New Mexico is one step closer to establishing sanctioned, legal areas for medical cannabis patients to use their medicine.
The Department of Health’s Medical Cannabis Program held a public hearing Thursday to hear comments from the public regarding department rule changes. Those changes include higher testing standards for cannabis producers and manufacturers, reciprocity for medical cannabis patients already enrolled in a medical program in another state and consumption areas.
Most comments from the public were about the testing standards, but some medical cannabis patients said they would like to see more leniency on who can open a consumption area and where they can open it.
Erica Rowland, a founding member of the Albuquerque-based cannabis producer Seven Clover, said the opportunity to open a consumption area should not be limited to those who already produced the cannabis.
“Consumption areas should not be limited to [Licensed Non Profit Producers],” Rowland said.
But because the state’s cannabis law is specifically written and leaves little room for interpretation, the Legislature would need to act to change consumption area requirements. After changes made during the 2019 legislative session, the Lynn and Erin Compassionate Use Act allows for consumption areas, but requires that they are owned and operated by a Licensed Non Profit Producer, effectively barring someone from starting a new business solely for cannabis consumption.
The statute, not the proposed rule change, also requires that anyone consuming cannabis at a consumption area have a safe ride home. It’s still unclear who would be held liable for someone who leaves a consumption area and drives themselves. Medical Cannabis Program Director Dominick Zurlo said that is more of a legal question and out of the DOH’s purview.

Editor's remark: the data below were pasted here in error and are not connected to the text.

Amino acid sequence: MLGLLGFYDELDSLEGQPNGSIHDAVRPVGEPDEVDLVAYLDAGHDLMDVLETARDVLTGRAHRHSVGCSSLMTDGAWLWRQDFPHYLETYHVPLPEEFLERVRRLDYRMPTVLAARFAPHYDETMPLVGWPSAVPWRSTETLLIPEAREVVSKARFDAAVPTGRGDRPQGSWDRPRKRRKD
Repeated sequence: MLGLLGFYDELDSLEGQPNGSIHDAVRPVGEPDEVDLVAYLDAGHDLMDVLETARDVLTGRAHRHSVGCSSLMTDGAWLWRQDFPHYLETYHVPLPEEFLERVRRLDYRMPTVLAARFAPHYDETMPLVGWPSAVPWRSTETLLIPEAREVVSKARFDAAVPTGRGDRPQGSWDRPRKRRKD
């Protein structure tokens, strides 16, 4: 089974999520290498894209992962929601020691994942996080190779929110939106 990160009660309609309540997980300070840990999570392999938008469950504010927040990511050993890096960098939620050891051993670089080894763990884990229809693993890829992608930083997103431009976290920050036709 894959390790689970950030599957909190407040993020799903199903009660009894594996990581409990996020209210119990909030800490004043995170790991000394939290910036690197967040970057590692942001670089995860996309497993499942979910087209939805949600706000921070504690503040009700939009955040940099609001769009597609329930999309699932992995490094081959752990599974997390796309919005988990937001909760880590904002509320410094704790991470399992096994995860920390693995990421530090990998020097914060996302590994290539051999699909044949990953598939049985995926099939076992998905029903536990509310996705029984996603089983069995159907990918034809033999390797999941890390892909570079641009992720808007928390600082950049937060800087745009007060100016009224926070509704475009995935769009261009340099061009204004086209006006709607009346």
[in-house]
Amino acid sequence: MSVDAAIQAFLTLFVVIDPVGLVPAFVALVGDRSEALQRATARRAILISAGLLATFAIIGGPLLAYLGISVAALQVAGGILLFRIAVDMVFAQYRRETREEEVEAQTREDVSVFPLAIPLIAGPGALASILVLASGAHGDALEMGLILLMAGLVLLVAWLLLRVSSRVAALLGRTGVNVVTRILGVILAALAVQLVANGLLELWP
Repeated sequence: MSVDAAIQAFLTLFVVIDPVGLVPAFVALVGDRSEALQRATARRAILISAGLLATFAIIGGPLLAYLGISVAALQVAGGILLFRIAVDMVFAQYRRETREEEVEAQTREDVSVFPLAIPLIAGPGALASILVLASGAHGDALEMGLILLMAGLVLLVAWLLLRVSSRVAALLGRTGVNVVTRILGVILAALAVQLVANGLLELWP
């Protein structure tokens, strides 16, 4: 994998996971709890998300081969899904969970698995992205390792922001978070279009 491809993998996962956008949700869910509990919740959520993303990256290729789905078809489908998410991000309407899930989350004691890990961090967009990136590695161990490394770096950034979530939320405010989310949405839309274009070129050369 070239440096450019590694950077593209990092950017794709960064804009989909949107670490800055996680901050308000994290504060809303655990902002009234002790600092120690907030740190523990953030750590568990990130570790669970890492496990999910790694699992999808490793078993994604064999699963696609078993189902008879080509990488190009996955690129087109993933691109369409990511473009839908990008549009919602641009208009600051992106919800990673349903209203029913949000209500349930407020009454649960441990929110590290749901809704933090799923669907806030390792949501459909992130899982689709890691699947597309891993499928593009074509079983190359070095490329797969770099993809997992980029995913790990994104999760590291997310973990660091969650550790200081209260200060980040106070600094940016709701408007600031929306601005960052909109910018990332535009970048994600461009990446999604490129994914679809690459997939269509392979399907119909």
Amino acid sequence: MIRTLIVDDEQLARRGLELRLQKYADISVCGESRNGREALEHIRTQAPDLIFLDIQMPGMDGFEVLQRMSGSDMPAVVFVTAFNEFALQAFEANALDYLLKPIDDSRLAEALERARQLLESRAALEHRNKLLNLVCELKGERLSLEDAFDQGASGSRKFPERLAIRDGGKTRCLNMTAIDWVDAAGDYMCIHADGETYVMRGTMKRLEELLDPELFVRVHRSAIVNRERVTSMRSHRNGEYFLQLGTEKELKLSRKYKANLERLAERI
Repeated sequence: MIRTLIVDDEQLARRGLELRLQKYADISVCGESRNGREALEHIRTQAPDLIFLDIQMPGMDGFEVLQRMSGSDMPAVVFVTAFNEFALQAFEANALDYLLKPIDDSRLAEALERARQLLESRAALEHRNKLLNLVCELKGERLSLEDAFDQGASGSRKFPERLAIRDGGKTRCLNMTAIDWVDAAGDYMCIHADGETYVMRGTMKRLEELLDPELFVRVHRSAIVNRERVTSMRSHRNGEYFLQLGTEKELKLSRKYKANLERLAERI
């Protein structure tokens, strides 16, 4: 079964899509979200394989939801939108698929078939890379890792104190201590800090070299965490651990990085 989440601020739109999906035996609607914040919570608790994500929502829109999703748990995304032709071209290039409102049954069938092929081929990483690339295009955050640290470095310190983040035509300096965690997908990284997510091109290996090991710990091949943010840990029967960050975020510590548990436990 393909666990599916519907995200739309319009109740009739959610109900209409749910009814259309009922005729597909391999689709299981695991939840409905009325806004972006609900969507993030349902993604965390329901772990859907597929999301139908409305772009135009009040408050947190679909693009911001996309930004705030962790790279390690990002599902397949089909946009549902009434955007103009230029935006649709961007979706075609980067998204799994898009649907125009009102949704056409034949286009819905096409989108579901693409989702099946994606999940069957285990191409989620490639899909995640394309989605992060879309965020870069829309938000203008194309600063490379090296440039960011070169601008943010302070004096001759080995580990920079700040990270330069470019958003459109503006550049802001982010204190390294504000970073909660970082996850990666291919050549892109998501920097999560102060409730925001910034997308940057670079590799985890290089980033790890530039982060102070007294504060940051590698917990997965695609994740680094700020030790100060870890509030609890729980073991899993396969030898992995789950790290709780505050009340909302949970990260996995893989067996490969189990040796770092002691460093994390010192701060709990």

“One of the big issues of course is New Mexico is one of the states that has a huge issue with DUIs and we want to ensure people are able to get home safely,” Zurlo said. “They just need to ensure they have alternative transportation.”
But most of the hearing focused on testing standards.
The department’s proposed rules would increase microbial and heavy metal testing for producers. During a hearing last month regarding the same rule change proposal, cannabis producers and manufacturers told the DOH that more stringent testing would lead to increased costs for patients. On Thursday, it was more than just producers who raised concerns about testing.
Medical cannabis patient Sarah Dolk said she can appreciate higher testing standards but called the proposed testing standards “overzealous.”
“I am concerned with the high cost of testing being passed on to the patients,” Dolk said. “I don’t see how it isn’t going to be passed on to the patients.”
Eli Goodman, of cannabis producer Best Daze, said while health and safety is “paramount,” increased testing for heavy metals would indeed lead to increased prices.
“The difficulty with testing [is] increased costs can be problematic because, inevitably, they do end up at the counter,” Goodman said.
He went on to say that those increased costs would likely push patients to buy unregulated cannabis.
Zeke Shortes, who runs the cannabis production company Sacred Garden, offered up a solution.
“The Medical Cannabis Program has started collecting more money, so I would love to do the testing and have the cannabis program pay for it,” Shortes said. “It seems like a good solution if you all (DOH) want safer medicine which we all do, pay for it.”
There is no set timeline for when the hearing officer will send his recommendations to DOH Secretary Kathyleen Kunkel, but Zurlo said he anticipates the rules will be finalized shortly after February.